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There is no more classic antisemitic trope than the idea of the Jew as agent of a foreign power, lacking loyalty to his 'host' country.
Add to that the idea of a Jewish conspiracy and you have a double whammy. In accusing Matthew Gould, the British Ambassador to Israel, of acting not on behalf of Her Majesty's Government but the government of Israel, and of conspiring with the Mossad, Paul Flynn, Labour MP for Newport West, is guilty of an unambiguous antisemitism of a directness not seen from an elected politician for many years. It is good to see Douglas Alexander, the Shadow Foreign Secretary, making clear his disgust at his colleague's remarks. But we need now to see the same from Ed Miliband, who has so far refused to condemn Mr Flynn, despite repeated entreaties by the JC.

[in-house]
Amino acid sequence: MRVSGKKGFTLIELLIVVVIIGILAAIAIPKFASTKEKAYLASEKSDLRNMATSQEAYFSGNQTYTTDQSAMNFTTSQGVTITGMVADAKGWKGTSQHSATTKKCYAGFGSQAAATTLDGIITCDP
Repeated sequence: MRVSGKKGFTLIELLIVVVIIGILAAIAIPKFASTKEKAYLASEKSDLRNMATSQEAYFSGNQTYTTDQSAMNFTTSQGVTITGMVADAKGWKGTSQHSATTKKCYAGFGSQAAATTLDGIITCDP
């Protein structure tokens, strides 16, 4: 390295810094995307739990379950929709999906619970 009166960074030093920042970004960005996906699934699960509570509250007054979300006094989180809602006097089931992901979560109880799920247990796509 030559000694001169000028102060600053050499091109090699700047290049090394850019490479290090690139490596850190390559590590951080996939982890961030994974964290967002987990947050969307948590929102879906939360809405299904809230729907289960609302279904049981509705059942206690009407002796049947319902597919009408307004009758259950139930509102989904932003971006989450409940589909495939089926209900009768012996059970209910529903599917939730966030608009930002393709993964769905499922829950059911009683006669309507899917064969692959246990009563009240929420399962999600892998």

But what is most disturbing about this whole episode is that a senior and experienced politician such Mr Flynn can utter words which a neo-Nazi might shy away from speaking in public, and yet have no compunction in defending them when challenged and no conception that he has said anything in any way offensive, let alone antisemitic.
There has been a sense for some time in which certain antisemitic themes have appeared to become acceptable in polite society, as if positing a Jewish conspiracy and the issue of dual loyalty is not antisemitic, merely a statement of fact. The Werritty affair, for instance, might on one level have been about nothing more than Liam Fox's judgment. On another level, however, much of the coverage has been driven by the idea that rich Jews have been part of a conspiracy to impose their agenda on the British government. This development is - to say the least - deeply worrying. Mr Flynn may be a maverick but when mainstream politicians start to posit such views, something is clearly taking root. And that sends a chill down the spine.